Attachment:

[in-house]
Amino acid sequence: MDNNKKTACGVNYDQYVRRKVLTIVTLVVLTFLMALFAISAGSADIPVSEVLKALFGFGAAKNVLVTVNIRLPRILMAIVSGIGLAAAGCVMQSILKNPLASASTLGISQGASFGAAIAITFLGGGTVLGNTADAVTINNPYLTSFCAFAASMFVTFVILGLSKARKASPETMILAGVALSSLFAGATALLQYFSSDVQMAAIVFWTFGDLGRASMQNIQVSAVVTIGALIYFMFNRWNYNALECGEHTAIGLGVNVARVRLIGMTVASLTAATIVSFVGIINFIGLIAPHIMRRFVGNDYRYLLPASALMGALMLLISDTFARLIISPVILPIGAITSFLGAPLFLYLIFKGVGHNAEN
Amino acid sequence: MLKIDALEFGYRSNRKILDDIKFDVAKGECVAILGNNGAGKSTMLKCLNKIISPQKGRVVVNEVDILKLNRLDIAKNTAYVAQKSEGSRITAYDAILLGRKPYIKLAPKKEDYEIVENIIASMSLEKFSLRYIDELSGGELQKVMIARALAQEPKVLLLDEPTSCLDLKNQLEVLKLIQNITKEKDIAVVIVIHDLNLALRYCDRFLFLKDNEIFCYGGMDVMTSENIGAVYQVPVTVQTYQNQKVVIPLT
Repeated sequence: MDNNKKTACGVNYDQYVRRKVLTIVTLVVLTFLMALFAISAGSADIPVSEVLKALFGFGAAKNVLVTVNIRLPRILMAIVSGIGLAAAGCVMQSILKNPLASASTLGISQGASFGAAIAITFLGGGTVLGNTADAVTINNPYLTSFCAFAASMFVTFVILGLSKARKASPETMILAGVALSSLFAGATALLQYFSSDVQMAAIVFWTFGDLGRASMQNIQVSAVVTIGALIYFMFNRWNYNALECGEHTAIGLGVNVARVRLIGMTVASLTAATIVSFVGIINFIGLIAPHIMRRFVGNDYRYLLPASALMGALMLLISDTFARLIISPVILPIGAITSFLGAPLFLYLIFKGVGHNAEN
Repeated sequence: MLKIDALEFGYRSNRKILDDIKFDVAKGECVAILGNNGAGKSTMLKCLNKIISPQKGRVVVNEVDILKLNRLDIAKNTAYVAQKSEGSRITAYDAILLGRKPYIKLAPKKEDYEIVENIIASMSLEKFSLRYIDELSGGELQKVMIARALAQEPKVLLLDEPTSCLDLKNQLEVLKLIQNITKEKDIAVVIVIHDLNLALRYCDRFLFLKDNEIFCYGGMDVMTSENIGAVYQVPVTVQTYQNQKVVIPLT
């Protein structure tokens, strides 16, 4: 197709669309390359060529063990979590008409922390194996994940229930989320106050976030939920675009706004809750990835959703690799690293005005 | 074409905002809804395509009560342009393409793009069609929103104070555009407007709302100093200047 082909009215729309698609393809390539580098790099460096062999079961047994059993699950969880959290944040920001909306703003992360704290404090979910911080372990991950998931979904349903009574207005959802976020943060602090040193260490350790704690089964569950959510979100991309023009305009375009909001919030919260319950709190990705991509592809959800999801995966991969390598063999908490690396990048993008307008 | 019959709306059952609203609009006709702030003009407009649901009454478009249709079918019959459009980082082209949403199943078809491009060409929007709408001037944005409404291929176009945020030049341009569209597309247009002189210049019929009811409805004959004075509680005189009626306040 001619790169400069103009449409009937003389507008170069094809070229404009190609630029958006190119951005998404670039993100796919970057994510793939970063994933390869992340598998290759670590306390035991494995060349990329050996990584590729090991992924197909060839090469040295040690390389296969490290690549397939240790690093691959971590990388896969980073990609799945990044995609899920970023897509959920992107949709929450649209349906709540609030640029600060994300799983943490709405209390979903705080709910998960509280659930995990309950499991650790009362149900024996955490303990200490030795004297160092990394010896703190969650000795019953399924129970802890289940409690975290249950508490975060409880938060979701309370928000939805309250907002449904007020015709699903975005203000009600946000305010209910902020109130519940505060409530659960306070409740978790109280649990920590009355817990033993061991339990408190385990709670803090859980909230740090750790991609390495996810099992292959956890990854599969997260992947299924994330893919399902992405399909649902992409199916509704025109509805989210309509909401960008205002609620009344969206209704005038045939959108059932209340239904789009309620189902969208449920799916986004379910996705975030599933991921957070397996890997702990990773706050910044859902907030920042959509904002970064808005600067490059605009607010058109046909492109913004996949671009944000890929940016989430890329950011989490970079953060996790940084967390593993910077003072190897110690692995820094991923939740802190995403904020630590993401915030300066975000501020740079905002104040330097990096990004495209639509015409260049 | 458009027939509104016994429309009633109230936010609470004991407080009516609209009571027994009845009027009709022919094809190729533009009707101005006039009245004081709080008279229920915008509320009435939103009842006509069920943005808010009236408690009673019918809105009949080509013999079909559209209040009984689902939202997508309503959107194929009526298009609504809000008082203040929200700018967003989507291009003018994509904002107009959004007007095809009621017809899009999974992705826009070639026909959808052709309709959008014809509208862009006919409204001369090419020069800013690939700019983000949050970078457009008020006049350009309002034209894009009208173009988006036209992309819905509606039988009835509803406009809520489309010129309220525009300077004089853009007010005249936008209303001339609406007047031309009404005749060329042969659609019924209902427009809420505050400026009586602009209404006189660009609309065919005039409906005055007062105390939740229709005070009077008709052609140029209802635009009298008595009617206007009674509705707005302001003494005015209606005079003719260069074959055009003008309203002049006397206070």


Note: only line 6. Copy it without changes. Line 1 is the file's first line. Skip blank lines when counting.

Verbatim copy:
């Protein structure tokens, strides 16, 4: 197709669309390359060529063990979590008409922390194996994940229930989320106050976030939920675009706004809750990835959703690799690293005005 | 074409905002809804395509009560342009393409793009069609929103104070555009407007709302100093200047 082909009215729309698609393809390539580098790099460096062999079961047994059993699950969880959290944040920001909306703003992360704290404090979910911080372990991950998931979904349903009574207005959802976020943060602090040193260490350790704690089964569950959510979100991309023009305009375009909001919030919260319950709190990705991509592809959800999801995966991969390598063999908490690396990048993008307008 | 019959709306059952609203609009006709702030003009407009649901009454478009249709079918019959459009980082082209949403199943078809491009060409929007709408001037944005409404291929176009945020030049341009569209597309247009002189210049019929009811409805004959004075509680005189009626306040 001619790169400069103009449409009937003389507008170069094809070229404009190609630029958006190119951005998404670039993100796919970057994510793939970063994933390869992340598998290759670590306390035991494995060349990329050996990584590729090991992924197909060839090469040295040690390389296969490290690549397939240790690093691959971590990388896969980073990609799945990044995609899920970023897509959920992107949709929450649209349906709540609030640029600060994300799983943490709405209390979903705080709910998960509280659930995990309950499991650790009362149900024996955490303990200490030795004297160092990394010896703190969650000795019953399924129970802890289940409690975290249950508490975060409880938060979701309370928000939805309250907002449904007020015709699903975005203000009600946000305010209910902020109130519940505060409530659960306070409740978790109280649990920590009355817990033993061991339990408190385990709670803090859980909230740090750790991609390495996810099992292959956890990854599969997260992947299924994330893919399902992405399909649902992409199916509704025109509805989210309509909401960008205002609620009344969206209704005038045939959108059932209340239904789009309620189902969208449920799916986004379910996705975030599933991921957070397996890997702990990773706050910044859902907030920042959509904002970064808005600067490059605009607010058109046909492109913004996949671009944000890929940016989430890329950011989490970079953060996790940084967390593993910077003072190897110690692995820094991923939740802190995403904020630590993401915030300066975000501020740079905002104040330097990096990004495209639509015409260049 | 458009027939509104016994429309009633109230936010609470004991407080009516609209009571027994009845009027009709022919094809190729533009009707101005006039009245004081709080008279229920915008509320009435939103009842006509069920943005808010009236408690009673019918809105009949080509013999079909559209209040009984689902939202997508309503959107194929009526298009609504809000008082203040929200700018967003989507291009003018994509904002107009959004007007095809009621017809899009999974992705826009070639026909959808052709309709959008014809509208862009006919409204001369090419020069800013690939700019983000949050970078457009008020006049350009309002034209894009009208173009988006036209992309819905509606039988009835509803406009809520489309010129309220525009300077004089853009007010005249936008209303001339609406007047031309009404005749060329042969659609019924209902427009809420505050400026009586602009209404006189660009609309065919005039409906005055007062105390939740229709005070009077008709052609140029209802635009009298008595009617206007009674509705707005302001003494005015209606005079003719260069074959055009003008309203002049006397206070």